Twenty years ago, Home Furnishings Association member Randy Coconis joined a performance group – nine other furniture retailers like himself – with the hopes of making the family business more efficient and profitable. It remains one of the best business decisions he’s ever made.
“I just love being in the same room for three days with a group of smart, successful furniture retailers,” says Coconis, owner of Coconis Furniture in South Zanesville, Ohio. “Every time we meet, I walk away with three or four ideas that I try to implement back home.”
This time of year, many furniture retailers are on the road meeting with other retailers who are part of their performance group. Coconis’ group, Premiere Group, met last week at Steger’s Furniture in Peoria, Ill. The 16 participating furniture retailers included HFA members Dave Harkness of Harkness Furniture in Spokane, Wash., Steve Nye of Engle’s Furniture in North Bend, Ore., and Chris Cooley of Michael Alan Furniture & Design in Lake Havasu, Ariz.
The group meets four times a year. Next stop: Infinger Furniture in Goose Creek, S.C., later this summer.
Performance groups don’t come cheap. Coconis estimates he spends about $6,000 a year traveling to member stores, but he says the return is well worth the investment. “You’d spend more than that on bringing in a consultant to work with your staff for a week,” he says. “This is like getting 15 consultants who are successful in the business you’re in. Everyone is sharing ideas, helping each other grow.”
Performance groups got their start with, of all people, John DeLorean. Before DeLorean made futuristic sports cars, he was credited with starting “20 Group” – putting 20 Chevrolet dealers together for regular meetings to share ideas. Since none of the dealers competed against each other, they didn’t hold back.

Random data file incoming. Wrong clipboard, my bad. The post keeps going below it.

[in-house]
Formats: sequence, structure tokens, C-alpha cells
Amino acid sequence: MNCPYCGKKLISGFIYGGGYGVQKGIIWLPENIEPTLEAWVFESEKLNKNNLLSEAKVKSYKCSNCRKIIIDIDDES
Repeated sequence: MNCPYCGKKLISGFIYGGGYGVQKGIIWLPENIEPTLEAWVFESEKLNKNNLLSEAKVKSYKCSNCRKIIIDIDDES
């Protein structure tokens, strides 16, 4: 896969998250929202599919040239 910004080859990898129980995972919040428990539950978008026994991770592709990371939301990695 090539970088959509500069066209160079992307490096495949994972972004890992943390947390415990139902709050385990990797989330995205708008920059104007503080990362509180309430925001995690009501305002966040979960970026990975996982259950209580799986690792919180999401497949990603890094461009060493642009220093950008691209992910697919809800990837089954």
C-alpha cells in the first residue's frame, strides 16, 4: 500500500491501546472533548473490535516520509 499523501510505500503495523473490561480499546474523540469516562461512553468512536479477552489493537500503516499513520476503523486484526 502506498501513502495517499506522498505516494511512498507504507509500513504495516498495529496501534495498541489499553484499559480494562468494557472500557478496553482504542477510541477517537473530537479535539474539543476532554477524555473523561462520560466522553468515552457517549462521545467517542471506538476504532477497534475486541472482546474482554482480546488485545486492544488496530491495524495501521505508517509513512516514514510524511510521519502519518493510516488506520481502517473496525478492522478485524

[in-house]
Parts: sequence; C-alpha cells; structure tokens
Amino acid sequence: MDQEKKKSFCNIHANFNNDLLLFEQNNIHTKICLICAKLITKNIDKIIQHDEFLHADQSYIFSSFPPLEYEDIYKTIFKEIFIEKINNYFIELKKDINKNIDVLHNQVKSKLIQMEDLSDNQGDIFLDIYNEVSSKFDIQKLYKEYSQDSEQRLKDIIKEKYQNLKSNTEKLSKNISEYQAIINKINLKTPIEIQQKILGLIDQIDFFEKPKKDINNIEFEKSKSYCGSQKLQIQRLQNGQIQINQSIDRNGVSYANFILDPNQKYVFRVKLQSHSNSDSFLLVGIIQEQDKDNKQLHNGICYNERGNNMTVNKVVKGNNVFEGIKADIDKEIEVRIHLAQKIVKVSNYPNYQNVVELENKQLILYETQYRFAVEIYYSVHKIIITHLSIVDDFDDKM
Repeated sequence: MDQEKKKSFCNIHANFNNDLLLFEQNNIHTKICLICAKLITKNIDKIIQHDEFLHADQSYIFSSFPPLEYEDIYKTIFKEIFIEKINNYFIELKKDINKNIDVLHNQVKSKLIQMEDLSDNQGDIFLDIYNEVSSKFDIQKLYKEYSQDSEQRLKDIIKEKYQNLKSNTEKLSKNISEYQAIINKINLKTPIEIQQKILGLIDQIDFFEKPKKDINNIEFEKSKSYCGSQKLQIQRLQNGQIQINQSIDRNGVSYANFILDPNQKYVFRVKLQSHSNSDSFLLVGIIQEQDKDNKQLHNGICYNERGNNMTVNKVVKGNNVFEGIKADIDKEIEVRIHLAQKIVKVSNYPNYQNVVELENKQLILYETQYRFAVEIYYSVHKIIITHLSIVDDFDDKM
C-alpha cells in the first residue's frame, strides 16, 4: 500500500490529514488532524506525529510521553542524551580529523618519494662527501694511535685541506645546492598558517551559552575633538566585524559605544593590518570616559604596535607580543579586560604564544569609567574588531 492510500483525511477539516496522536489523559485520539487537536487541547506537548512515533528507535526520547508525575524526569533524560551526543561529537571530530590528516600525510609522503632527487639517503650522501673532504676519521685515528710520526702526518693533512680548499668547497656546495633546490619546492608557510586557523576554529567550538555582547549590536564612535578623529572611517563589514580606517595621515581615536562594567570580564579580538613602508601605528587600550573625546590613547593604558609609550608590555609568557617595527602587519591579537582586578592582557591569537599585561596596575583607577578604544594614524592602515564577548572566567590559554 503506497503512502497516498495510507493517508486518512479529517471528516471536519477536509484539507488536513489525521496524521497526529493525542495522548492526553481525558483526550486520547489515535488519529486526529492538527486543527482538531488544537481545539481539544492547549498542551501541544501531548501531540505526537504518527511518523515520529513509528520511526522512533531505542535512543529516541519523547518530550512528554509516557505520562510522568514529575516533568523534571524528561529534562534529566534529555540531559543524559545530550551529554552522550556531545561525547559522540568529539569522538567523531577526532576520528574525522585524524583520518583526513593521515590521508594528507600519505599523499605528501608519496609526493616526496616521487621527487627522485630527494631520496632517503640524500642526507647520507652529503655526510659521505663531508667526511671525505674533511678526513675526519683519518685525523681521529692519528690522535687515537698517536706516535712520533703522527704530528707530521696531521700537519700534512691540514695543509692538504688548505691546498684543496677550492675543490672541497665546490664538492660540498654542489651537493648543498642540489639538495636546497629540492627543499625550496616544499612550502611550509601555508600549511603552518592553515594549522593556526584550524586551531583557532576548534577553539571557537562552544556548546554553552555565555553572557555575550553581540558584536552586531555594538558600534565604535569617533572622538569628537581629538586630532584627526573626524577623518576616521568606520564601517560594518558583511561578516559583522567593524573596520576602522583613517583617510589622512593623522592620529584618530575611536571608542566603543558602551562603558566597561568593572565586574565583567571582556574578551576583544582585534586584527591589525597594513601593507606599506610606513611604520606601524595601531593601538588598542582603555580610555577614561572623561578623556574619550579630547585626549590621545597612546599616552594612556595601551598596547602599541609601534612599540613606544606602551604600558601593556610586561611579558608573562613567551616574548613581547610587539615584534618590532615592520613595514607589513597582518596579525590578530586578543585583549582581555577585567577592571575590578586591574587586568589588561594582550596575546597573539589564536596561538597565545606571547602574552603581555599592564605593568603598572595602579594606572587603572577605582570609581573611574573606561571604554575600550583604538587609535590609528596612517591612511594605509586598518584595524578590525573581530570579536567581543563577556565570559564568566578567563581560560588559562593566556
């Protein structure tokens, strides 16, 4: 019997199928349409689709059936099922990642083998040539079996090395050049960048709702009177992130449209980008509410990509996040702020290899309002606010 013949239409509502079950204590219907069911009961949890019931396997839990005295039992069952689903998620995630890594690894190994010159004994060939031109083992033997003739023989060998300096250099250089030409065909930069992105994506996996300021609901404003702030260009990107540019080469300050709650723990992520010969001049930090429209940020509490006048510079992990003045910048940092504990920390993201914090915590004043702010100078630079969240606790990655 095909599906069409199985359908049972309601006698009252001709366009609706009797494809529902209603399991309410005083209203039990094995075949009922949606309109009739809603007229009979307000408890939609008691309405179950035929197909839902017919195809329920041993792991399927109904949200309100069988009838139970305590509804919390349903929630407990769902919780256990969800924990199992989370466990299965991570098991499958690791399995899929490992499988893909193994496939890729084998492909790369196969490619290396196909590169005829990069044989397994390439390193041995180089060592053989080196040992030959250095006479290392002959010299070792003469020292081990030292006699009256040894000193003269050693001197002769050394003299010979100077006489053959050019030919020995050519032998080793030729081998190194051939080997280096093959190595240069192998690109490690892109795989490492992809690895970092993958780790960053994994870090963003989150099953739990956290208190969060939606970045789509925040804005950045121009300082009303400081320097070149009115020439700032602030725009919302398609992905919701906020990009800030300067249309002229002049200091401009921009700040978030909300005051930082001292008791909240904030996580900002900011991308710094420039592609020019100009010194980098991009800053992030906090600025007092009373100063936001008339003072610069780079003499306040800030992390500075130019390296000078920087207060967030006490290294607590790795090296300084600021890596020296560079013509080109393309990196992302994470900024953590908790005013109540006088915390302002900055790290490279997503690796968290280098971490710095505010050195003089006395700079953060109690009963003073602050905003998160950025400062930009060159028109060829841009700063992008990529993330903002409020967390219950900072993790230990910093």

Coconis says the principle of openly sharing your information works like a charm. Everybody in the group gets better by virtue of their participation. To remain a member, you must share real operating numbers.
What’s your close ratio? How much furniture do you sell per salesperson? Are mattress sales up or down for the year? What are your sales per square foot?
“It only works if everyone is open and honest,” says Coconis.
No stone is left unturned at a Premiere Group performance meeting. Last week, members broke up into four groups and spent two days interviewing staff at Steger’s. What would you do if you were running the show? What problems do you have in your job? What problems do you have with other departments?
“The (store owner) gets a good honest review of where things stand in their store by the time the week is over,” says Coconis.
The store owner isn’t the only one who benefits. Premiere Group members each put $20 in a pot and share the best idea that’s currently working in their store. Each retailer gets a brief sales pitch. Retailers vote on the best idea, and the winner gets two-thirds of the pot with the runner-up getting the rest.
This year’s winning idea involves a new software program that allows real-estate agents to give new homeowners a $100 gift card to a furniture retailer after they close on their home. The software keeps track of how much business each agent sends to their store and rewards the agent with his or her own store credit.
Coconis has a similar program in place at his store but records are kept by hand. The new software program takes that headache away. “That’s an idea I would never have gotten by staying in my store and not meeting with my peers,” said Coconis.
How a performance group works
Most retail furniture groups feature a similar general setup:
- You’re placed in a group of 10 to 20 retailers. Everyone meets regularly at each other’s stores on a rotating schedule.
- You have access to one-on-one training from dedicated business coaches and group facilitators.
- You can expect flight costs when traveling to meetings and conferences, but retailers say the investment is well worth it.